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Thread: Magnetism

  1. #1 Magnetism 
    Forum Freshman Aero's Avatar
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    I just bought some neocubes ( or zenmagnets or buckyballs are whatever you want to call them), they are basically small magnets, if you don't know these, shame on you and check youtube to see what i'm talking about

    So i was wondering if you could disconnect a single dot from the cord of magnets,
    and hold it at a length from the cord so that the force of the attraction of the magnets equals the force of the gravity on the small magnet, thus making the small magnet 'float' in the air ?

    If it's not understandable what i mean, i'll post some pics


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  3. #2  
    Forum Isotope
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    yes, but the equilibrium is very very delicate and easily disturbed.


    Wise men speak because they have something to say; Fools, because they have to say something.
    -Plato

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  4. #3  
    Your Mama! GiantEvil's Avatar
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    According to a lecture on gravity, from Richard Feynman, that I have on CD;
    Both magnetism and gravity obey an "inverse square of distance" law.
    The ratio of force for gravity compared to magnetism is 1/1.47 * 10^42.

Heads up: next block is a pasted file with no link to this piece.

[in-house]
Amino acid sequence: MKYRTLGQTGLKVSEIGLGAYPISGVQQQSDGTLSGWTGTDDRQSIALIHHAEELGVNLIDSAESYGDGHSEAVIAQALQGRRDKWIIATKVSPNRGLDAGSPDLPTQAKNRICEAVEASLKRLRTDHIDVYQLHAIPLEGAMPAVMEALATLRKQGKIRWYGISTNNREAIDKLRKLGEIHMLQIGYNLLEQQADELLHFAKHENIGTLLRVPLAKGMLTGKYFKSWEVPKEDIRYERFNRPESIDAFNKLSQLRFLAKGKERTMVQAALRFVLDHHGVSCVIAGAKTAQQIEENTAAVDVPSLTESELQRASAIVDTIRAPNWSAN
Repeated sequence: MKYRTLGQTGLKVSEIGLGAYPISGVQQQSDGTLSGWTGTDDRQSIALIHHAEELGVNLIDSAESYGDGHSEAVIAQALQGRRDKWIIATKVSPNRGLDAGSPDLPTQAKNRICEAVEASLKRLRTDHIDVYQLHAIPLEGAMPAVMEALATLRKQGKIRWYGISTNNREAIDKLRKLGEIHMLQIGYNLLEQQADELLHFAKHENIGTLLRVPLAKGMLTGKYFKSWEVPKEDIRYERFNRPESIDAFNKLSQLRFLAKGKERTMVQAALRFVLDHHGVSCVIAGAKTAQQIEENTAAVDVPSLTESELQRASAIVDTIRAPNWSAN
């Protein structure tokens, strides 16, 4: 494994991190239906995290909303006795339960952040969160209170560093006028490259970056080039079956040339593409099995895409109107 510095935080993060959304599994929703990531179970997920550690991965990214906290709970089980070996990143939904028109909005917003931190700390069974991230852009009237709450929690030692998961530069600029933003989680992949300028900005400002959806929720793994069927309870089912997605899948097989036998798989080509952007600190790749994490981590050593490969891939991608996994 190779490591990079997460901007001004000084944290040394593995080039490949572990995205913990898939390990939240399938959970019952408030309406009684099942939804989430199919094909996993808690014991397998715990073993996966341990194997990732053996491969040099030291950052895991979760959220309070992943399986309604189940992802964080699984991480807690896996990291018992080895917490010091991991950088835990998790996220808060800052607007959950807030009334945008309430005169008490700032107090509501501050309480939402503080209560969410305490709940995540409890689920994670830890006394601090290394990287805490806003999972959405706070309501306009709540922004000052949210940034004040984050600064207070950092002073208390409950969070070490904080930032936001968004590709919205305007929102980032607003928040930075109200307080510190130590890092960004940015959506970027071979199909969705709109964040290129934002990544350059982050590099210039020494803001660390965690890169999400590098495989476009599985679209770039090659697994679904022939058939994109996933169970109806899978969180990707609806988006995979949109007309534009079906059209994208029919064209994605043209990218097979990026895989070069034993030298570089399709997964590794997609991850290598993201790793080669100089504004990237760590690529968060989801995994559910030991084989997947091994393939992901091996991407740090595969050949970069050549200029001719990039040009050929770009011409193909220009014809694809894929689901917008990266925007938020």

My guess is that the point of equilibrium would be infinitesimal in size.
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  5. #4 Re: Magnetism 
    Time Lord
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    Quote Originally Posted by Aero
    I just bought some neocubes ( or zenmagnets or buckyballs are whatever you want to call them), they are basically small magnets, if you don't know these, shame on you and check youtube to see what i'm talking about

    So i was wondering if you could disconnect a single dot from the cord of magnets,
    and hold it at a length from the cord so that the force of the attraction of the magnets equals the force of the gravity on the small magnet, thus making the small magnet 'float' in the air ?

    If it's not understandable what i mean, i'll post some pics
    I think the main problem you're always going to have is that the magnets simply re-orient themselves to whatever direction is the most attractive. In order for it to hover in air, there would have to be magnets above it as well as below. Otherwise, there will always be a way for it to align itself so that the attractive force is greater than the repulsive force.
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  6. #5  
    Forum Freshman Aero's Avatar
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    Great answers, makes some things clear
    Thanks for the answers.
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  7. #6  
    Forum Ph.D. william's Avatar
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    Quote Originally Posted by Arcane_Mathematician
    yes, but the equilibrium is very very delicate and easily disturbed.
    I agree with Arcane and kojax. The equilibrium would be unconditionally unstable. Though theoretically possible, for all practical purposes, this would be impossible to do.
    "... the polhode rolls without slipping on the herpolhode lying in the invariable plane."
    ~Footnote in Goldstein's Mechanics, 3rd ed. p. 202
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